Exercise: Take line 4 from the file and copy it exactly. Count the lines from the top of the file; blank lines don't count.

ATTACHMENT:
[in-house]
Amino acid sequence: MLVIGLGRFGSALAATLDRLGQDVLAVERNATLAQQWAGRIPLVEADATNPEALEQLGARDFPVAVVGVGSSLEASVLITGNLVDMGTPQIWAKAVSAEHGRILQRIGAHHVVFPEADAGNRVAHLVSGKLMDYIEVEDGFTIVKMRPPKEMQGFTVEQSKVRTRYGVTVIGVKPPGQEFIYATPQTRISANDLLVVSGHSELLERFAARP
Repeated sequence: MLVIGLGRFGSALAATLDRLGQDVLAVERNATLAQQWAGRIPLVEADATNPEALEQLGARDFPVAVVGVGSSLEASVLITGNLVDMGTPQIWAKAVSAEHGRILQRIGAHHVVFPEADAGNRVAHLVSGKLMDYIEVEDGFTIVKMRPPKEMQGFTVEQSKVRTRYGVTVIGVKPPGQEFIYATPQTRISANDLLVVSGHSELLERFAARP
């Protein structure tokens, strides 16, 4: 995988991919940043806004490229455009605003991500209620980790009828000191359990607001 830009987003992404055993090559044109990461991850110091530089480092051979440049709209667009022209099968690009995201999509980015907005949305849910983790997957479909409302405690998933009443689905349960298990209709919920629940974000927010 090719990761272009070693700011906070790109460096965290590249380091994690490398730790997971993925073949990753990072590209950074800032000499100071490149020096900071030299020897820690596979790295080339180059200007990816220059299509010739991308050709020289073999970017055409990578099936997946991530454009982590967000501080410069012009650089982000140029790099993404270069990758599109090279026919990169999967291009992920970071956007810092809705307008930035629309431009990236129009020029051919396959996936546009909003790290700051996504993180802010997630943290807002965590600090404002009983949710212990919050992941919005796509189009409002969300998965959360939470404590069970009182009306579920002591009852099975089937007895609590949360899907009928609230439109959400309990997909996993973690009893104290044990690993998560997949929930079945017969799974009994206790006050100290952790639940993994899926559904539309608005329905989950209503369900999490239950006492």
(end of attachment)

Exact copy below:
């Protein structure tokens, strides 16, 4: 995988991919940043806004490229455009605003991500209620980790009828000191359990607001 830009987003992404055993090559044109990461991850110091530089480092051979440049709209667009022209099968690009995201999509980015907005949305849910983790997957479909409302405690998933009443689905349960298990209709919920629940974000927010 090719990761272009070693700011906070790109460096965290590249380091994690490398730790997971993925073949990753990072590209950074800032000499100071490149020096900071030299020897820690596979790295080339180059200007990816220059299509010739991308050709020289073999970017055409990578099936997946991530454009982590967000501080410069012009650089982000140029790099993404270069990758599109090279026919990169999967291009992920970071956007810092809705307008930035629309431009990236129009020029051919396959996936546009909003790290700051996504993180802010997630943290807002965590600090404002009983949710212990919050992941919005796509189009409002969300998965959360939470404590069970009182009306579920002591009852099975089937007895609590949360899907009928609230439109959400309990997909996993973690009893104290044990690993998560997949929930079945017969799974009994206790006050100290952790639940993994899926559904539309608005329905989950209503369900999490239950006492």